Results tagged rum from David Lebovitz

Salon de l’Agriculture

Salon de l'Agriculture in Paris

Every year, beginning in mid-February, thousands of farmers, wine makers, cheese makers, sausage makers, and an arks’-worth of animals, makes it way to Paris for the annual Salon de l’Agriculture. The salon began in 1870 in a country that was, and still is, justly fond of its agriculture, which is celebrated on tables, in steaming cauldrons, on picnic blankets, in restaurants, and ready-to-slice on cutting boards, all across France.

Paris Salon de l'Agriculture in Paris

The best of France converges on Paris and last year, there were nearly three-quarters of a million visitors, filling up the massive, grand halls of the Porte des Versailles, on the edge of Paris.

Paris Salon de l'Agriculture in Paris

There are exhibitors from twenty-two countries in addition to France, as well as foods from tropical French regions. And four thousand animals are trucked to Paris from the provinces to bring the taste – and smell(!) – of the country, to Paris.

Paris Salon de l'Agriculture in Paris

Like many agriculture fairs, there are competitions, too, honoring everything from the liveliest livestock to the best wines in France. But to me, it’s really an astounding place to enjoy the best of France in one hectic visit. However, it’s impossible to see it all in one day unless you have the stamina of one of those massive bulls in the pens, or the men who stir (and stir and stir and stir) the giant pots of cheese and potatoes.

Paris Salon de l'Agriculture in Paris

 

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Avocado Coconut Ice Cream

avocado coconut ice cream

When I was younger, we used to go to a restaurant in Los Angeles, the long-gone Scandia. It was one of those places where they would wheel up the salad cart, and toss a big bowl of salad right at your table. Since some members of my family went there a lot, they made a special salad for us, which had lots of finely chopped vegetables in it, as well as little cubes of avocado.

It was always fun for a kid from the sticks of New England to sit in that restaurant, installed in a high-backed booth, watching the celebrities and the hoi-polloi mingle and eat nearby. But as much as I loved the salad, and straining my neck every time someone walked in the door, I couldn’t stand those slippery little green bits in there and would eat around them as politely as I could. Needless to say, nowadays, I can put all those avocados that I missed out on years later, on the same list with all those New England lobster platters that featured twin lobsters for $8.99 that I didn’t order when I was growing up.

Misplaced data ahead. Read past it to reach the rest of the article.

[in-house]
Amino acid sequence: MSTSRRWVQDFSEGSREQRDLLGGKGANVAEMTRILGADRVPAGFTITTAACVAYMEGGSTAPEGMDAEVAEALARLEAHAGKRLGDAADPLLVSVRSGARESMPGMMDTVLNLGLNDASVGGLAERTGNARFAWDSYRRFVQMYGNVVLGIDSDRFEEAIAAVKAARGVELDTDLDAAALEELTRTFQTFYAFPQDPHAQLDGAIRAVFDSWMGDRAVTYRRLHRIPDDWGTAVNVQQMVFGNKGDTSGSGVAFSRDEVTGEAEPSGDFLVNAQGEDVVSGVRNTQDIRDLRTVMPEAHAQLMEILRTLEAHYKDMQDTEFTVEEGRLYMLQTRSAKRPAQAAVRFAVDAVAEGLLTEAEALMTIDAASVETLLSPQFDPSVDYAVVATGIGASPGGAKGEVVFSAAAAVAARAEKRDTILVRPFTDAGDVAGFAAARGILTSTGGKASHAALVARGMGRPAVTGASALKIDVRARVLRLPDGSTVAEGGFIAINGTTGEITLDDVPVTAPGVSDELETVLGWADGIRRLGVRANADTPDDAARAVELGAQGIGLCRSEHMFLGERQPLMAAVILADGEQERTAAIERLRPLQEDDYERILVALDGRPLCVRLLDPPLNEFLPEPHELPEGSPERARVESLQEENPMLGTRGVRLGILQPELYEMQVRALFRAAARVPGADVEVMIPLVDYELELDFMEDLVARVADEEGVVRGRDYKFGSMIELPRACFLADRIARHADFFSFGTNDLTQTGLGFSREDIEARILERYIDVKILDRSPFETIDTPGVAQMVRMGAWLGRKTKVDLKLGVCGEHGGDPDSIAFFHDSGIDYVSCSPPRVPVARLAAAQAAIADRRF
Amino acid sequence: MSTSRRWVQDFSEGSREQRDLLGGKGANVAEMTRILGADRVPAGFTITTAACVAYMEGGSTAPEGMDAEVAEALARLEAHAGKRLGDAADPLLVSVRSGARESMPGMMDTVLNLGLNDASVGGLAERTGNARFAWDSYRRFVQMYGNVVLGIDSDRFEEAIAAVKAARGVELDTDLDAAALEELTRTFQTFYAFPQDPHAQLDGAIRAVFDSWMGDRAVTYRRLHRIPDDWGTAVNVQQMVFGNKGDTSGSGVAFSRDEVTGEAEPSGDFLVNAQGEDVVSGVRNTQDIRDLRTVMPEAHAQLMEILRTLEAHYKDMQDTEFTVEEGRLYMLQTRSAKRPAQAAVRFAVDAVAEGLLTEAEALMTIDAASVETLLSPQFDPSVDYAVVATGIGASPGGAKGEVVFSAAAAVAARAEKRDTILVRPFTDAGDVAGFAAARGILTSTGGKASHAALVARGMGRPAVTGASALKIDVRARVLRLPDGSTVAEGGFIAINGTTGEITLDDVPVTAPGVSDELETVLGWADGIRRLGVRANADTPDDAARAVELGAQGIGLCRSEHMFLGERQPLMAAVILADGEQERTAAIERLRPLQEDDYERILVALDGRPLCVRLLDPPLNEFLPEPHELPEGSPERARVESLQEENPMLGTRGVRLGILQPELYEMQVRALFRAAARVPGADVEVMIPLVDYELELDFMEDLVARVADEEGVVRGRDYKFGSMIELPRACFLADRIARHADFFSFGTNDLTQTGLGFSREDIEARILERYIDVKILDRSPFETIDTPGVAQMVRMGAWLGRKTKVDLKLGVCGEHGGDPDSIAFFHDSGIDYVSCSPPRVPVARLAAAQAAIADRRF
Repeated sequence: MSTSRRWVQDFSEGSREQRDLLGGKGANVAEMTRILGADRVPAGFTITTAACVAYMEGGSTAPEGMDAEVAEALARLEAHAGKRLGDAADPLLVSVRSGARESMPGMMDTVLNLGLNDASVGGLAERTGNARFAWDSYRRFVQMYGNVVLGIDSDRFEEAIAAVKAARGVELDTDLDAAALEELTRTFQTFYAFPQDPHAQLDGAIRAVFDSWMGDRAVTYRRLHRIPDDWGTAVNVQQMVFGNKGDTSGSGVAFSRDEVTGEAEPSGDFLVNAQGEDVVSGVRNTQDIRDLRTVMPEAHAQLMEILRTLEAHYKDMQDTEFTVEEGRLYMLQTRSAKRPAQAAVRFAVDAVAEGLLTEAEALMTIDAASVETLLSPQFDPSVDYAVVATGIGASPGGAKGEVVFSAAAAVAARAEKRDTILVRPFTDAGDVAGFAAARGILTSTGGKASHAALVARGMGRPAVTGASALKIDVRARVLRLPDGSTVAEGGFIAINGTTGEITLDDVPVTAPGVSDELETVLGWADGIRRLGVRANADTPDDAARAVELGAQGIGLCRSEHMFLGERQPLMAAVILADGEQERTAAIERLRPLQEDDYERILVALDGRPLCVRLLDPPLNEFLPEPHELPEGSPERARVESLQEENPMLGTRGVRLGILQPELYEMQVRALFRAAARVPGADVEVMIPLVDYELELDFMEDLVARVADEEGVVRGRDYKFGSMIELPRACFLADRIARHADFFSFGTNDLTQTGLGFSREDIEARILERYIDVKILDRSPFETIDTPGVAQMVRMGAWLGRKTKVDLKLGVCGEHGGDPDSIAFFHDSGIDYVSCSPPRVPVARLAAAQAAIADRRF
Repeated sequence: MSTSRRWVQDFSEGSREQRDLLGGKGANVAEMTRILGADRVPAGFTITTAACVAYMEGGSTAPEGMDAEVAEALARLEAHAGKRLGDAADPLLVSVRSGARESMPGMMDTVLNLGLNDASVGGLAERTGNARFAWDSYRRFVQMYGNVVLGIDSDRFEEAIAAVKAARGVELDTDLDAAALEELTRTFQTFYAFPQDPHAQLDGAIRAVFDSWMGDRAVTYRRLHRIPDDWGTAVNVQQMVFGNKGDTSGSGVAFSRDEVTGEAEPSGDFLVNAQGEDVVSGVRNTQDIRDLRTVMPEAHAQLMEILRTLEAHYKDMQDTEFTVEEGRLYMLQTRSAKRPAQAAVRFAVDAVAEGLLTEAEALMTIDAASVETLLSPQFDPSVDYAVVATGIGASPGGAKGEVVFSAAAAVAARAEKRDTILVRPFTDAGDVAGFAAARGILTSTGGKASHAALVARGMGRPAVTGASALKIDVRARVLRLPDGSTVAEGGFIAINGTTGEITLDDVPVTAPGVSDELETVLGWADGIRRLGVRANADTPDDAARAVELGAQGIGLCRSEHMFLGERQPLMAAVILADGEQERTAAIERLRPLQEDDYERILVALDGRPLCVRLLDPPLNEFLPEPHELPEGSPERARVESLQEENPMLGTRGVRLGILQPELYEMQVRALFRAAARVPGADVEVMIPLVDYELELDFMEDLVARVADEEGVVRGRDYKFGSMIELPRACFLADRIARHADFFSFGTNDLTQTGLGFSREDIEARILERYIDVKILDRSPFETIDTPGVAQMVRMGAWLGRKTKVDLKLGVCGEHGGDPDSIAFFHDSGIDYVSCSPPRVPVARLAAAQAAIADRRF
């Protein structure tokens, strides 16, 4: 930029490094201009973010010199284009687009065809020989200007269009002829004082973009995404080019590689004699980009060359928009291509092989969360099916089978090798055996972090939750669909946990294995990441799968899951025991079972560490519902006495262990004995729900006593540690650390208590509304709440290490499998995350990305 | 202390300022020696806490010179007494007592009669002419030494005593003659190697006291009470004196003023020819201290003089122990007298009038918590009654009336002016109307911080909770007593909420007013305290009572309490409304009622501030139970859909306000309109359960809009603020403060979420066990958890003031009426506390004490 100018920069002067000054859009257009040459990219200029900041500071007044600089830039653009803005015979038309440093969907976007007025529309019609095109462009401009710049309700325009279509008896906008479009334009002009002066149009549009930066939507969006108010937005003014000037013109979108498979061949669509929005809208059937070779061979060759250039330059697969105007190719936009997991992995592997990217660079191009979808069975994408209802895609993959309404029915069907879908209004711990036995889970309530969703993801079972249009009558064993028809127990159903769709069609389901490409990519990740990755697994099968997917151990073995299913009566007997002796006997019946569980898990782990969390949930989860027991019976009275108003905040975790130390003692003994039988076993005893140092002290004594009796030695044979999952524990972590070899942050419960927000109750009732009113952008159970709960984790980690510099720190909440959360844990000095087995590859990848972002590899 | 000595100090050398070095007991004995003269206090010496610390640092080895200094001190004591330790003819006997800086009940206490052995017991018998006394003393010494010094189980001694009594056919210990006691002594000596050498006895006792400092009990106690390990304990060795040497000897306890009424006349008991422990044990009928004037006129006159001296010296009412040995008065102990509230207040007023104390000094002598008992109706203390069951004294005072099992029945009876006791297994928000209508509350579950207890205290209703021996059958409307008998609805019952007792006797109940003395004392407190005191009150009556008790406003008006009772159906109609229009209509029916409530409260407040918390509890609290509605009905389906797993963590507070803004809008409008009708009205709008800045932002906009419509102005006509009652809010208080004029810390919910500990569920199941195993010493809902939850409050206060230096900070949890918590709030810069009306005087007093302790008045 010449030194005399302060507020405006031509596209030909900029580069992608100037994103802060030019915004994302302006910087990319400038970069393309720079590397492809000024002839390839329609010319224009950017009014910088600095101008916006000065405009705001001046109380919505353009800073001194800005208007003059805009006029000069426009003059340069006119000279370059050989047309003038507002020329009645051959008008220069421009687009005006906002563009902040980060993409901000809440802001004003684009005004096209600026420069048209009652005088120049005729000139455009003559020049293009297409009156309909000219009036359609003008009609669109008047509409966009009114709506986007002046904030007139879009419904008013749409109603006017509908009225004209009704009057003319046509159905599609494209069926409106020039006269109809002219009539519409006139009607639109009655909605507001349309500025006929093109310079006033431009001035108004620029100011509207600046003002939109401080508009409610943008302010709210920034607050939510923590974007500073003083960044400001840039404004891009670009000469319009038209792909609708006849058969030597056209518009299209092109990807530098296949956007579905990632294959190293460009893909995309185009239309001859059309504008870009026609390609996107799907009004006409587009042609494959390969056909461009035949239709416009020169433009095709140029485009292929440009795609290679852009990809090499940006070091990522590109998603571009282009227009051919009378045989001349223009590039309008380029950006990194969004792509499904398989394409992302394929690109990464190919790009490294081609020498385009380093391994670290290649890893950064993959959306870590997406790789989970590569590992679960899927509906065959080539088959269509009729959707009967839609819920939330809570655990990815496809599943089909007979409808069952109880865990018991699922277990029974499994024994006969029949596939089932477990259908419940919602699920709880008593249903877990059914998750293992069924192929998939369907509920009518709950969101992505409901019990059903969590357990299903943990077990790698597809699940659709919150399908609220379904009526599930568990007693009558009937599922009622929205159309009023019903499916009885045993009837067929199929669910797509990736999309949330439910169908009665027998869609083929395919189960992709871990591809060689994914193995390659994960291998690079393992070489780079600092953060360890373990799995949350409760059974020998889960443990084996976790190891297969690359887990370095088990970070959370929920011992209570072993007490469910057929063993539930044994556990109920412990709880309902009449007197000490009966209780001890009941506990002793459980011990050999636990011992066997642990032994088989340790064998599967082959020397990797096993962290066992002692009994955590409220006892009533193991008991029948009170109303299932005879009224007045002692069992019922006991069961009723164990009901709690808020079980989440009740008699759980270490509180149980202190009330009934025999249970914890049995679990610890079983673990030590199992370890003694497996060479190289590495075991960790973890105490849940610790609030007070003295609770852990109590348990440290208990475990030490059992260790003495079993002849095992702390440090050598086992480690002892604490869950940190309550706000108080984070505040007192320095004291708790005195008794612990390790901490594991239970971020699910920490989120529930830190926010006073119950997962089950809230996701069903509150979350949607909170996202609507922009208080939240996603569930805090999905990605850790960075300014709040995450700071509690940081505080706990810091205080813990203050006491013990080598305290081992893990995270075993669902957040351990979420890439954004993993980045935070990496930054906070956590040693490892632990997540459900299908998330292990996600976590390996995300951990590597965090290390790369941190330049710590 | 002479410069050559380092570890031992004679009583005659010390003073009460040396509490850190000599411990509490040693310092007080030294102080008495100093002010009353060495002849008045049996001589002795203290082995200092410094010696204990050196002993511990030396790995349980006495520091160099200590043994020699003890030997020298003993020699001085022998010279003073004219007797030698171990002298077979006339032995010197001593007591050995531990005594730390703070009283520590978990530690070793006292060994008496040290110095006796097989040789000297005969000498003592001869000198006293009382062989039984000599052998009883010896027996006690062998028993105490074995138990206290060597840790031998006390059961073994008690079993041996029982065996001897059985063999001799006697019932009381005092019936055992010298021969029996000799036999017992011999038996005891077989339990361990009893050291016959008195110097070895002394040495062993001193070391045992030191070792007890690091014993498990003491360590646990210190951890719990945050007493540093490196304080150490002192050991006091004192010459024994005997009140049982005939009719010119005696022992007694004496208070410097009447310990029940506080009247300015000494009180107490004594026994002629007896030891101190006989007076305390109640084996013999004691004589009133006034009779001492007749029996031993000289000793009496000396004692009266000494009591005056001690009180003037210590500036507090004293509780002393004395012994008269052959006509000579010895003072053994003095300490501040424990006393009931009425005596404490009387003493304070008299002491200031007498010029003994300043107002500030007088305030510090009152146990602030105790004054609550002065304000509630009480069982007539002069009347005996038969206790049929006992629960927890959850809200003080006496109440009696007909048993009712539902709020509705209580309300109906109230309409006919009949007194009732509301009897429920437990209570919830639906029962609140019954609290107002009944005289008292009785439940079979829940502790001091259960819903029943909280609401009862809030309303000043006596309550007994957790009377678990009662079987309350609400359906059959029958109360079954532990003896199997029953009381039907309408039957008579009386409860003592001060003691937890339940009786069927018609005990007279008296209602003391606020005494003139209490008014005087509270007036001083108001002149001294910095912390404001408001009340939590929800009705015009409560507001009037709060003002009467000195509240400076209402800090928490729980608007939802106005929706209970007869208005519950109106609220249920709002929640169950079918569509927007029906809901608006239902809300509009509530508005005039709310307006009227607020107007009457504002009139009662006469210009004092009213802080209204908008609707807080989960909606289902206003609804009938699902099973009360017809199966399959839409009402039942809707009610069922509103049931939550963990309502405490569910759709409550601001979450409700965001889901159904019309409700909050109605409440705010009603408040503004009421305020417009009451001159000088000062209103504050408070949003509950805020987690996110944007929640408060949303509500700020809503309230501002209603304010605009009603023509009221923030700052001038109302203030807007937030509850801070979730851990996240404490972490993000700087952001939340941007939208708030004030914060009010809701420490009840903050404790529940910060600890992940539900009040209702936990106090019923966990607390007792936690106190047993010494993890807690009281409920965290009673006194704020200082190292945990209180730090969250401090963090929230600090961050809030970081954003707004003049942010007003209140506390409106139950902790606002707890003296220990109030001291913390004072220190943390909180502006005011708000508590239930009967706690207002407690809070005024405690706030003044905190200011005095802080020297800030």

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Date Bars

date bars

It’s that time of year, when I evaluate a variety of things in my life (not all necessarily food-related…), including the contents of my refrigerator and pantry, and go through all the corners and crannies, and clear things out. When I visited the Barbès market a while back, I got an amazing deal on dates, so good that I had no choice but to buy a few kilos of them. Because one doesn’t really want to eat a lot of dates all at once, I put some in a jar with some dark rum and let them sit in the back of my refrigerator. Where, of course, I promptly forgot about them.

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Stollen

stollen sliced & ready

I rarely make bread for reasons that should be obvious: it’s hard to justify spending the day at home mixing, kneading, and baking bread when you live in a city where there’s likely at least four very good bakeries within a two block radius. Unless, of course, it’s the middle of winter and the idea of braving 0º temperatures is less-than-appealing.

stollen dough in mixer stollen ingredients

Before the deep-chill set in this week, the previous week I was going to my dentist, and stopped in at the nearby Kayser bakery* (one might say I chose my dentist based on the proximity to that bakery, but I’ll deny it), and they were selling their terrific Stollen, which they make for the holidays. The small loaves cost only €3, which makes them, in my opinion, the best bargain in Paris.

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Sidecar Cocktails

sidecar sidecar

For someone who doesn’t drink that much, I sure have a lot of liquor on my liquor shelf. I guess I should rephrase that. For someone who drinks an a lot of wine, but not a lot of liquor, I sure have a lot of liquor on my liquor shelf.

liquors

The French don’t have anything on us Americans when it comes to drinking cocktails, although that seems to be changing a bit. Fruity, sweet drinks won’t likely catch on around here, which I’m happy about, but minty Mojitos are popular, fueled on by their love of a fascination with anything Cuban. And one of my commenters got a big laugh out of me when I was explaining in another post the lack of ice cubes in Paris, and she said, “The only time you get a lot of ice in Paris is when you order a cocktail.”

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Warm Spiced Chocolate Cake Recipe

xocopili

Earlier this year I was sent some of the new chocolates from Valrhona to play around with. While I made quick work of the rest of them, one stood out in particular: Xocopili, smooth balls of chocolate flavored with a myriad of spices, including a heavy dose of cumin.

Frédéric Bau, a professor and head chocolatier at the fantastic Ecole de Grand Chocolat Valrhona, developed this blend. Except for the life of me, I had no idea what to do with it.

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